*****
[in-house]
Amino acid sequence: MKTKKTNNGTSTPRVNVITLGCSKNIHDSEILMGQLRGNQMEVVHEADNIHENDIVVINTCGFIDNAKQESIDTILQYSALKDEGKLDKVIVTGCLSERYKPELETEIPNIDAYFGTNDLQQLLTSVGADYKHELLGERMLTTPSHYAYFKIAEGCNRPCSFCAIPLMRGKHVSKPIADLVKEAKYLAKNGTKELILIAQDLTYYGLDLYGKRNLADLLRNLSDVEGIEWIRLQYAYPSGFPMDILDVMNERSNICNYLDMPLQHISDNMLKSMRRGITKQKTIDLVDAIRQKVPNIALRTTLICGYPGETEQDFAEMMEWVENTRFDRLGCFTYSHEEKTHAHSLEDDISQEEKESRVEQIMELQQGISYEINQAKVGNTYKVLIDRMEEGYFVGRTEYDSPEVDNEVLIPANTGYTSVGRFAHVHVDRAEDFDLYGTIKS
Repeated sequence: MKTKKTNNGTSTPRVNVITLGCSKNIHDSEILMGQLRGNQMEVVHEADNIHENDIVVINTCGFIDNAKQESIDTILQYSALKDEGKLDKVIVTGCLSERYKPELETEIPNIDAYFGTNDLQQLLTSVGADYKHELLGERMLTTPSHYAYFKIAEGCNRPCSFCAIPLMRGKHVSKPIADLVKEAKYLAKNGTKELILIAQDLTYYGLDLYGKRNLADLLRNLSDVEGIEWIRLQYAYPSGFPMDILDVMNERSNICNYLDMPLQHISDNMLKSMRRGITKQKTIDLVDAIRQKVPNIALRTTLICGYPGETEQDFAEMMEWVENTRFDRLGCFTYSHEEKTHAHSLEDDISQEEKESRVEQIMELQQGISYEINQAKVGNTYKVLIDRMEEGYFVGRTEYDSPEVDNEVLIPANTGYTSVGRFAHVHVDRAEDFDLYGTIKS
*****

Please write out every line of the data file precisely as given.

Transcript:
[in-house]
Amino acid sequence: MKTKKTNNGTSTPRVNVITLGCSKNIHDSEILMGQLRGNQMEVVHEADNIHENDIVVINTCGFIDNAKQESIDTILQYSALKDEGKLDKVIVTGCLSERYKPELETEIPNIDAYFGTNDLQQLLTSVGADYKHELLGERMLTTPSHYAYFKIAEGCNRPCSFCAIPLMRGKHVSKPIADLVKEAKYLAKNGTKELILIAQDLTYYGLDLYGKRNLADLLRNLSDVEGIEWIRLQYAYPSGFPMDILDVMNERSNICNYLDMPLQHISDNMLKSMRRGITKQKTIDLVDAIRQKVPNIALRTTLICGYPGETEQDFAEMMEWVENTRFDRLGCFTYSHEEKTHAHSLEDDISQEEKESRVEQIMELQQGISYEINQAKVGNTYKVLIDRMEEGYFVGRTEYDSPEVDNEVLIPANTGYTSVGRFAHVHVDRAEDFDLYGTIKS
Repeated sequence: MKTKKTNNGTSTPRVNVITLGCSKNIHDSEILMGQLRGNQMEVVHEADNIHENDIVVINTCGFIDNAKQESIDTILQYSALKDEGKLDKVIVTGCLSERYKPELETEIPNIDAYFGTNDLQQLLTSVGADYKHELLGERMLTTPSHYAYFKIAEGCNRPCSFCAIPLMRGKHVSKPIADLVKEAKYLAKNGTKELILIAQDLTYYGLDLYGKRNLADLLRNLSDVEGIEWIRLQYAYPSGFPMDILDVMNERSNICNYLDMPLQHISDNMLKSMRRGITKQKTIDLVDAIRQKVPNIALRTTLICGYPGETEQDFAEMMEWVENTRFDRLGCFTYSHEEKTHAHSLEDDISQEEKESRVEQIMELQQGISYEINQAKVGNTYKVLIDRMEEGYFVGRTEYDSPEVDNEVLIPANTGYTSVGRFAHVHVDRAEDFDLYGTIKS